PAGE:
Why Don't You Have a Tower ?

Discussion in 'Survey Center' started by NN4RH, May 18, 2018.


What is the #1 reason WHY don't you have a tower?

  1. HOA Restrictions

    18 vote(s)
  2. Local Government Restrictions

    3 vote(s)
  3. Live in apartment/condo, etc or yard too small

    26 vote(s)
  4. Too many obstructions in yard (trees, utility lines, power lines, pool, etc)

    23 vote(s)
  5. Temporary QTH

    9 vote(s)
  6. Cost

    92 vote(s)
  7. Spousal veto

    23 vote(s)
  8. Don't want to peeve off the neighbors

    17 vote(s)
  9. Don't want/need one

    39 vote(s)
  10. Other (explain in response)

    25 vote(s)
Multiple votes are allowed.
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  1. KJ5T

    KJ5T Premium Subscriber QRZ Page

    Apart from living in an apartment it is really about priorities. My wife and I both work in Austin and buying a house here with a big enough lot to get up a tower and not be in an HOA is something that is currently cost prohibitive to us. We want to see as much of the world as we can before we have kids, so while I would love to have the land and funds for a tower it is a long way off (if it honestly ever happens, who knows where life will take us). I love this hobby and would love to be able to be competitive in contest operating but I find other ways to get my radio fix.
  2. W9RAC

    W9RAC Platinum Subscriber Platinum Subscriber QRZ Page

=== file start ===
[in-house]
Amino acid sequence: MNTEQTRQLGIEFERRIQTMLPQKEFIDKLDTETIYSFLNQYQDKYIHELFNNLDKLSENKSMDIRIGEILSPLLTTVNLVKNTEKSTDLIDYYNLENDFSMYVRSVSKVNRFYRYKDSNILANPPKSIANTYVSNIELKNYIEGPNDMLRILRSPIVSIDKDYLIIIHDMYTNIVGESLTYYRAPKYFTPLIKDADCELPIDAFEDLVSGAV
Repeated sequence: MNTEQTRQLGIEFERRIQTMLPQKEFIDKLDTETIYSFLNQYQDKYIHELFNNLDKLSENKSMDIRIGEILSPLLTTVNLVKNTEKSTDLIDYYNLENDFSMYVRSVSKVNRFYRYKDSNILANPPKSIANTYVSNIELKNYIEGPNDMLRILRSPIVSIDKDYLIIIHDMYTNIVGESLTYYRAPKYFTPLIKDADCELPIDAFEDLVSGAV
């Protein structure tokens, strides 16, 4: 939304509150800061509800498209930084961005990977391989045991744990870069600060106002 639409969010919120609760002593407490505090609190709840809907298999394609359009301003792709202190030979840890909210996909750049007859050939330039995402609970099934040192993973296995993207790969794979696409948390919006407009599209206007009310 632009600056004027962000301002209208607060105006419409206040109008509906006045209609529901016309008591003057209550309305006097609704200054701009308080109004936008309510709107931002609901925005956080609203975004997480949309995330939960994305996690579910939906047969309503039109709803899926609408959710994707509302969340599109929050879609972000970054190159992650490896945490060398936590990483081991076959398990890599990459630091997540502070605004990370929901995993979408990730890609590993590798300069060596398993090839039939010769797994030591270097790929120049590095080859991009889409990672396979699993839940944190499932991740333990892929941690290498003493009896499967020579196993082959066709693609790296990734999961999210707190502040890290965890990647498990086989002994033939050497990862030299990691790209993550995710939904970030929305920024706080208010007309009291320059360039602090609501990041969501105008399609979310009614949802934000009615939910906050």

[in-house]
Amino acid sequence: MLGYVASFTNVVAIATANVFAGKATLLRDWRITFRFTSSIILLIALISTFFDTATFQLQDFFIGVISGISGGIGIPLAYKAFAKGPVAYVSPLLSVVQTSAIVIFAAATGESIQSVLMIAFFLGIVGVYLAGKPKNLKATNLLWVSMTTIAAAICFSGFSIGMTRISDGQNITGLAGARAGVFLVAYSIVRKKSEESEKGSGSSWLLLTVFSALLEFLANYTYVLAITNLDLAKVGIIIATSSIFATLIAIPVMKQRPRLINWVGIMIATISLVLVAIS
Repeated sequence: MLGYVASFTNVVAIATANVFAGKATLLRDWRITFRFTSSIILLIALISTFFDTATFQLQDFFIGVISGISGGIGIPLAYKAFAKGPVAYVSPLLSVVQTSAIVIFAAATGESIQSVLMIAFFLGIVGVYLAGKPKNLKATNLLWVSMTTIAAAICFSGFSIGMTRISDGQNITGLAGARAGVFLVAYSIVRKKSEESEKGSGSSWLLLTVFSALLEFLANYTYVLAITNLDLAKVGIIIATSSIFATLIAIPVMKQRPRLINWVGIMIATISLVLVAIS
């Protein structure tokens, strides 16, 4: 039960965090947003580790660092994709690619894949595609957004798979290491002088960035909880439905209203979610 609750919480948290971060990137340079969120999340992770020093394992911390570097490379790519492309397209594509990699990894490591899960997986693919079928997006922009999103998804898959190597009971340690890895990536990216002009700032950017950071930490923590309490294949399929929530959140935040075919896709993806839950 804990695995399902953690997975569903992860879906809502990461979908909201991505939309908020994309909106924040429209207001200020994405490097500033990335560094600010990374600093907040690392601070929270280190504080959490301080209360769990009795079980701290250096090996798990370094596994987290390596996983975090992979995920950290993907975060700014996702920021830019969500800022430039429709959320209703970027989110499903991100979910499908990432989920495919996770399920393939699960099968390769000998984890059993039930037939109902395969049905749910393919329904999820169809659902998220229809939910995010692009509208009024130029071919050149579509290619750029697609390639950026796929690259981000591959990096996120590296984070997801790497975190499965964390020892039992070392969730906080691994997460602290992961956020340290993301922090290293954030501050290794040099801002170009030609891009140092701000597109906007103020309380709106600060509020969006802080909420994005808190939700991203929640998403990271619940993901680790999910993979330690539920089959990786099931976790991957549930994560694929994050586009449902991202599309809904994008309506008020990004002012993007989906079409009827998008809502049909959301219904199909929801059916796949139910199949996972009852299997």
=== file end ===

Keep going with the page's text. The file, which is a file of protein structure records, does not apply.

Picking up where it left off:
I live on 15 ac of heavily forested land therefor access to 100 foot trees is 20 foot away. I have 40,60,75,160 flat tops at 85" so I never felt I needed a tower.... until a few months ago. I decided to do some 6m for local, 17 and 20 HF. I bought a KIO Hex over the summer to experiment with, and put it on a temporary type tower but low, it does pretty good but needs to be higher. In the meantime I did get my hands on a US Tower crank up which I will be installing this spring. Looking forward to the fun on 20/17! 73 Rich
  3. KB2FCV

    KB2FCV Ham Member QRZ Page

    I haven't really found the need for one, yet. 317 current entities confirmed on a dipole so far. I'm planning a wire antenna with some decent gain to hit one area (se asia) that I could use a little more oompf. I do have a good self supporting tower laying in the back yard, as well as a tri-bander, rotor, coax.. all I need to do is put in a base / concrete and I could be on the air.. but I just haven't felt the need to yet. Sure, it could help get my 20-15-10 (and 6) totals up. The only thing that really makes one tempting would be to get a more established antenna on 6.
  4. K0UO

    K0UO Platinum Subscriber Platinum Subscriber QRZ Page

    Build a rhombic antenna farm, I did!!!
  5. NN4RH

    NN4RH Premium Subscriber QRZ Page

    Changed my vote.

    I started this poll in May last year and at the time was living in suburban northern Virginia in an older R3 neighborhood. Had no HOA there, no restrictions, and the county zoning regulations regarding ham towers were reasonable. But I never put in a tower there basically because I didn't feel like I needed one for the kind of operating I had time to do, and anyway I was newly retired and knew we were going to be moving by the end of the year.

    We moved to semi-rural North Carolina last fall. Now I've got 3 acres, no HOA, no deed restrictions, and no county or antenna restrictions at all, and a separate outbuilding with a separate "shack" room. As soon as we moved in I got 80/40 wire dipole up about 50 feet and 30/20/15 trap wire dipole up about 30 feet, and a 2m/70cm ground plane on a short mast; but I haven't had time to do much operating. Upgrades and repairs, and starting to clean up the property, have kept me busy.

    But now after four months, I have time to start thinking about ham radio again, including a tower.